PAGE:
Multinational retail giant H&M has been fined more than €35 million by the Hamburg Commissioner for Data Protection and Freedom of Information (HmbBfDI) for keeping detailed records of the private lives of hundreds of employees who worked at the company’s service center in Nuremberg.
The massive fine was issued under the General Data Protection Regulation (GDPR) after the data protection authority confirmed that the H&M senior management kept detailed notes about the private lives of employees without informing them about such activities.
According to the authority, senior employees at the H&M service center in Nuremberg gained a lot of information about employees’ private lives via informal “one-on-one and corridor discussions”. The information gathered from employees included details of family problems, religious beliefs, specific vacation experiences of employees, and also symptoms of illness and diagnoses.
The information-gathering exercise was in action since at least 2014 and all information gathered from unsuspecting employees was stored by the H&M senior management on a network drive with limited access. “The findings were partially recorded, stored digitally, and were sometimes readable by up to 50 other managers throughout the company. The recordings were sometimes made with a high level of detail and updated over time,” the Hamburg Commissioner for Data Protection and Freedom of Information said.
“In addition to a meticulous analysis of individual work performance, the data collected in this way were used, among other things, to obtain a profile of the employees for measures and decisions in the employment relationship. The combination of researching private life and the ongoing recording of what activity they were engaged in led to a particularly intensive interference with the rights of those affected,” it added.
The illegal and hush-hush collection of data about the private lives of employees came to light in October 2019 when an internal configuration error resulted in the network drive becoming accessible to all employees at H&M for a few hours. Within no time, alarmed employees notified the Hamburg Commissioner about the privacy breach, resulting in an in-depth investigation.
“The present case documents a serious disregard for employee data protection at the H&M site in Nuremberg. The level of the fine imposed is therefore appropriate and suitable to deter companies from violating the privacy of their employees,” said Johannes Caspar, the Commissioner for Data Protection in Hamburg.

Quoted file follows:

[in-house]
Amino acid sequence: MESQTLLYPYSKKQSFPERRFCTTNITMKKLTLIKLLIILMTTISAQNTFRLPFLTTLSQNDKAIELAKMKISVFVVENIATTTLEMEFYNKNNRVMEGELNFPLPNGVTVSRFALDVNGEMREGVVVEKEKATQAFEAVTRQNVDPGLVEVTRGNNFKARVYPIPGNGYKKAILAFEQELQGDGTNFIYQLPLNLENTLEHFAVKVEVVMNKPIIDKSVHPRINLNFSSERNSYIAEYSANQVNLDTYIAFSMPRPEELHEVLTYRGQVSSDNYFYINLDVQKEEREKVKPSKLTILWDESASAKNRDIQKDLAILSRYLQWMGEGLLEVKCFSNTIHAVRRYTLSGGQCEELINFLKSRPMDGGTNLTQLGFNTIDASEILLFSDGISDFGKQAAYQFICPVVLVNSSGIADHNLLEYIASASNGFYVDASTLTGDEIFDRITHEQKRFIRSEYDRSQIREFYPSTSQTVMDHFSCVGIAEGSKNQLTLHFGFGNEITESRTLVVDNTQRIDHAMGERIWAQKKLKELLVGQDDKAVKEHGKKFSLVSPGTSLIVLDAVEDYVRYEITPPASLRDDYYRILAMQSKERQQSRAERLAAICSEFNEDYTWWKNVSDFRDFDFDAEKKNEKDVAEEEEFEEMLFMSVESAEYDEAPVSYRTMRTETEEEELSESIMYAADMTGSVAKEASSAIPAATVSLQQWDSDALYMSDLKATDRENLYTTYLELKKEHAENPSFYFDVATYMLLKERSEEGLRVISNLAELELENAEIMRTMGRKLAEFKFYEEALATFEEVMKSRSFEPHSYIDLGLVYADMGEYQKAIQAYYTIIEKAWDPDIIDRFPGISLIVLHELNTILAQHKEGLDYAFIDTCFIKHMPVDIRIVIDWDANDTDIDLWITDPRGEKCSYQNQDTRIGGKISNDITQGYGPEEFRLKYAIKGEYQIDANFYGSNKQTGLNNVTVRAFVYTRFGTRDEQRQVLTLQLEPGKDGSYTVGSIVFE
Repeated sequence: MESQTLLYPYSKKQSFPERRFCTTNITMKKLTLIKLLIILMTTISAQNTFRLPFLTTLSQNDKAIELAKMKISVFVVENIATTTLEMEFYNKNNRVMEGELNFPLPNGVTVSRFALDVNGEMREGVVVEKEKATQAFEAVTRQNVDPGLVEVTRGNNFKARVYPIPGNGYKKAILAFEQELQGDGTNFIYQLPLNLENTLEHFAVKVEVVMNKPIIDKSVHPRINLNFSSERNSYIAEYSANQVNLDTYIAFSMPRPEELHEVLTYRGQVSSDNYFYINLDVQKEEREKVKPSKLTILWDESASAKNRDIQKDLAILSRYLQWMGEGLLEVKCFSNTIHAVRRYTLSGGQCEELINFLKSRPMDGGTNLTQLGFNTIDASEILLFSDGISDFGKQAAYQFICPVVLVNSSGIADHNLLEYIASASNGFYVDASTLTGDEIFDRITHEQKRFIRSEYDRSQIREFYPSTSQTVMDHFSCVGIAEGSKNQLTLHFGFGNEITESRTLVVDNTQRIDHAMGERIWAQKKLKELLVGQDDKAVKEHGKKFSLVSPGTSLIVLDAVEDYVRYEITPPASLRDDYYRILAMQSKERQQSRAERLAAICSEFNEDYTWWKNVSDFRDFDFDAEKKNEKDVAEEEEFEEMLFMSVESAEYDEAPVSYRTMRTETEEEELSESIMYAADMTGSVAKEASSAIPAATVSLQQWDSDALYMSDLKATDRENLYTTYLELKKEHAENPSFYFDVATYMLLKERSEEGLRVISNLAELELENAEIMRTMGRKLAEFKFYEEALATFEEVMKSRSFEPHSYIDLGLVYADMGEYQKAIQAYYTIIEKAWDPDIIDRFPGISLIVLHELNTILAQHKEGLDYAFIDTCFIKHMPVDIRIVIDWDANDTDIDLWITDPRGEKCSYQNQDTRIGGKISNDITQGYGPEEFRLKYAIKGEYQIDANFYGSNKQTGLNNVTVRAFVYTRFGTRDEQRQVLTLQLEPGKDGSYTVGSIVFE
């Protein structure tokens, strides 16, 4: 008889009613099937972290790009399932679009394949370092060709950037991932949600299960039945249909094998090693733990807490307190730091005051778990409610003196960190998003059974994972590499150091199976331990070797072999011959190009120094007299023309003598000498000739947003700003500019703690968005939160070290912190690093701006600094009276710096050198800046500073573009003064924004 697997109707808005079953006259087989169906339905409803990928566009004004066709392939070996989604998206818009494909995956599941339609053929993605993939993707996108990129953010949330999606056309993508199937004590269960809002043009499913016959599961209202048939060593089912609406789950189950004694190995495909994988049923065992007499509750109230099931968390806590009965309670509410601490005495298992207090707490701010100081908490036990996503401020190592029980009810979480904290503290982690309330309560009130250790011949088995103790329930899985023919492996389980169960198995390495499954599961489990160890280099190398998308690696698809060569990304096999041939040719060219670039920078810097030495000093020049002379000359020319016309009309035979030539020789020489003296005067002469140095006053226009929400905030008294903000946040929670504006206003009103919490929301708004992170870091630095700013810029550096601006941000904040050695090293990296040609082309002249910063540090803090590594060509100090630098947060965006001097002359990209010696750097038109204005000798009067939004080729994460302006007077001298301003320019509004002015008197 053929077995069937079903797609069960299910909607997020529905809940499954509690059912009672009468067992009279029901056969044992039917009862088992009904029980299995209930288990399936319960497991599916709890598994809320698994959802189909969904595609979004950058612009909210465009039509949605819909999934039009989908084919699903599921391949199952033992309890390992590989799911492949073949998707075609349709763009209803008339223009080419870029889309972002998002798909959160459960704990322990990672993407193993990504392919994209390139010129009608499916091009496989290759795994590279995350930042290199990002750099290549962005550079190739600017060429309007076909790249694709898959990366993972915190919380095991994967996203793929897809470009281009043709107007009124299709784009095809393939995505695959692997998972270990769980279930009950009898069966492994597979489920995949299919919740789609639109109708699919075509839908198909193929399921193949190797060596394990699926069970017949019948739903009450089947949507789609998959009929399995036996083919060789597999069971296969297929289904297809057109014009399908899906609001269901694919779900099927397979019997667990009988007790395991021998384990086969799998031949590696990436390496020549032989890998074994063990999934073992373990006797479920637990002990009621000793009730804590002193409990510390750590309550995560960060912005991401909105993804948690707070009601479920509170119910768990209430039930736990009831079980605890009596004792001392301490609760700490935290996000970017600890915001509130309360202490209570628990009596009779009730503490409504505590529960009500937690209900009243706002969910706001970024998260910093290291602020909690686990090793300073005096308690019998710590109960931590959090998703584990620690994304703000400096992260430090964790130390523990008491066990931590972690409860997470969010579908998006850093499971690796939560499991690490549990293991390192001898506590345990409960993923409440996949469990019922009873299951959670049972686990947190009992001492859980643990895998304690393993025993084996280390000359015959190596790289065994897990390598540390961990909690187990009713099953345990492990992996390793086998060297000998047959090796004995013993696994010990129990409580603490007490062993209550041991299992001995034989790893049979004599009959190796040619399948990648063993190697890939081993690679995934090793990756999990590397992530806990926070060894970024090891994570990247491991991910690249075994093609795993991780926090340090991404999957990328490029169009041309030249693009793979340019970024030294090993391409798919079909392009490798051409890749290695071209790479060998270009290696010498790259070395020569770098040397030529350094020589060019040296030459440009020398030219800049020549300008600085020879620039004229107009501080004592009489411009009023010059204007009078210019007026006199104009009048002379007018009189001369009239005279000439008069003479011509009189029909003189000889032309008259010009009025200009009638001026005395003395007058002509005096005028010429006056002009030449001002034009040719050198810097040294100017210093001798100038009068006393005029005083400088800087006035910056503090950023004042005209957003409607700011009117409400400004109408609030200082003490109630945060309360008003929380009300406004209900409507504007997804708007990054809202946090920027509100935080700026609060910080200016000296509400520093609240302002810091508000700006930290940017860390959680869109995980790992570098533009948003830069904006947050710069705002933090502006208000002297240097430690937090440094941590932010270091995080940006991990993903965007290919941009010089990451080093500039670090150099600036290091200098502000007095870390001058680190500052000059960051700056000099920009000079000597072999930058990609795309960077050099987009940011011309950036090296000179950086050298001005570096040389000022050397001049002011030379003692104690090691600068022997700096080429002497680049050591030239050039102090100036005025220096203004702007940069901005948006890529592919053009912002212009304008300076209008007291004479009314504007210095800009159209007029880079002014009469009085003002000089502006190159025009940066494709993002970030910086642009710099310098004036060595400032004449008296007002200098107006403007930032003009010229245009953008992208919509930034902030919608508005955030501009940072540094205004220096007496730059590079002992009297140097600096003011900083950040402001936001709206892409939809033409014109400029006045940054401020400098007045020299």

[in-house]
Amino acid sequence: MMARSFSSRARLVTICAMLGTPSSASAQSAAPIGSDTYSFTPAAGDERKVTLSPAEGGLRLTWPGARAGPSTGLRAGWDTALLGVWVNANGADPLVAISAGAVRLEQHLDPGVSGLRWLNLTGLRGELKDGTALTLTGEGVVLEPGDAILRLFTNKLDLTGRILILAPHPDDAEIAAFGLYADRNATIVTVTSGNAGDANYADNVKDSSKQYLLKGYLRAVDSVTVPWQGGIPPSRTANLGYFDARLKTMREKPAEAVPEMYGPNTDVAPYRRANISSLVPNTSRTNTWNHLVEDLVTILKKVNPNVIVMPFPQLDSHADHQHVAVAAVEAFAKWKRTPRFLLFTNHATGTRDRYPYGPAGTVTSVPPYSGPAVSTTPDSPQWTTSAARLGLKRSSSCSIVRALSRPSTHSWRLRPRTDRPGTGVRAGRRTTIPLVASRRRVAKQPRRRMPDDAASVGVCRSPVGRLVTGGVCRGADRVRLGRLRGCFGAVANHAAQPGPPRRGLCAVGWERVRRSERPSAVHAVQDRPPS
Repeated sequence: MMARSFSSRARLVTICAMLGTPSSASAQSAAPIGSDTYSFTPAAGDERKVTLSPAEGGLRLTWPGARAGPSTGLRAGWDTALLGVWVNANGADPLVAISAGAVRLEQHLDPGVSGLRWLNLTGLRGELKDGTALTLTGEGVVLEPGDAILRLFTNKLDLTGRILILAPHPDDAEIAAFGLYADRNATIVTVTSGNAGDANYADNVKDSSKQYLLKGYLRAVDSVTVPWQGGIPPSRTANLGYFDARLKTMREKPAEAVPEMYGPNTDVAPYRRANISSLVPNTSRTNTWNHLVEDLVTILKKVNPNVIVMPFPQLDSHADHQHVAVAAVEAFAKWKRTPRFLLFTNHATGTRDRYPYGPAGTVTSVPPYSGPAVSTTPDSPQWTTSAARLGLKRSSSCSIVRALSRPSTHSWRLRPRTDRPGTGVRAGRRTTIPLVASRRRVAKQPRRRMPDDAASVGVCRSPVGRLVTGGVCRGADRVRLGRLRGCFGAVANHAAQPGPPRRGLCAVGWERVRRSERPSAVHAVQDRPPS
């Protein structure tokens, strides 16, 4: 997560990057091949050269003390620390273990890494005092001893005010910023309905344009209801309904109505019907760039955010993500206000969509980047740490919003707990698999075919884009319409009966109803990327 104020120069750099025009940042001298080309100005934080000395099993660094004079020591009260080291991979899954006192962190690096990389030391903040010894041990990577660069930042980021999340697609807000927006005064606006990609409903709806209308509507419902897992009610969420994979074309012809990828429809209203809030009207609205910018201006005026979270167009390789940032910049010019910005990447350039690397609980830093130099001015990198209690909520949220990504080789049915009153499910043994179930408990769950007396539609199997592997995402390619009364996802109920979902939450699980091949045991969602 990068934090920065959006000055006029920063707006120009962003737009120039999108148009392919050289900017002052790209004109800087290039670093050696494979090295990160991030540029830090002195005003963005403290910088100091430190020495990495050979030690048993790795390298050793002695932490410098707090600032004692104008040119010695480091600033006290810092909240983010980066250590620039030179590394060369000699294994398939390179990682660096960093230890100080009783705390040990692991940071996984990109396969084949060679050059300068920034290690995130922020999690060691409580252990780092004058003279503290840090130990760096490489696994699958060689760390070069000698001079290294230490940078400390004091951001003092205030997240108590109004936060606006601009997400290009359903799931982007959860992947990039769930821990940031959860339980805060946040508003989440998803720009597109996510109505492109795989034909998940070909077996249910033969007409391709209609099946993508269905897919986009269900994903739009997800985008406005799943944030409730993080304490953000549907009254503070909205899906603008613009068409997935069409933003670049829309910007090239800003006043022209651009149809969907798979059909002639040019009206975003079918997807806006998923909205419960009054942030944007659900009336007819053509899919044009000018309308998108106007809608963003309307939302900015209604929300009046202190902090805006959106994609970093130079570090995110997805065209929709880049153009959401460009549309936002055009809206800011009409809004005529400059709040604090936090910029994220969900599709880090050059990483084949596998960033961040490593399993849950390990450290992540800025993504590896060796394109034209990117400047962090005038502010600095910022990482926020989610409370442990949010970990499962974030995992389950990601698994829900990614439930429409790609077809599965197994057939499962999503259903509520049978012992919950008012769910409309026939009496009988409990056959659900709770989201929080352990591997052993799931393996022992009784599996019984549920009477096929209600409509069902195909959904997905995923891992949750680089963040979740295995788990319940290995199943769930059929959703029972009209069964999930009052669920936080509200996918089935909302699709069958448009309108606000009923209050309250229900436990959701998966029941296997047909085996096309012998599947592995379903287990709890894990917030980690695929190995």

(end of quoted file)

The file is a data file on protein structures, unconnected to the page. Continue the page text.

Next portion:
According to German news site The Local, H&M said in response to the massive GDPR fine that the “practices in the processing of employee data in Nuremberg were incompatible with H&M’s policies and instructions.”
“After the incident was discovered and reported, H&M immediately initiated far-reaching measures at the Nuremberg service centre. H&M takes full responsibility and would like to express an unconditional apology to the Nuremberg employees,” it said. The company has also promised to financially compensate employees whose private details were collected between 2014 and 2019.
“The efforts of the group management to compensate those affected on site and to restore trust in the company as an employer are expressly positive. The transparent information provided by those responsible and the guarantee of financial compensation show the willingness to show those affected the respect and appreciation they deserve as employees in their daily work for their company,” Mr. Caspar added.
This is the first time since GDPR came into force that a corporation has been found liable for carrying out unauthorised surveillance of employees. It is a known fact that organisations hold a lot of sensitive data belonging to employees but the revelation that H&M did it for reasons unknown to employees indicates the issue may be more widespread across Europe than believed.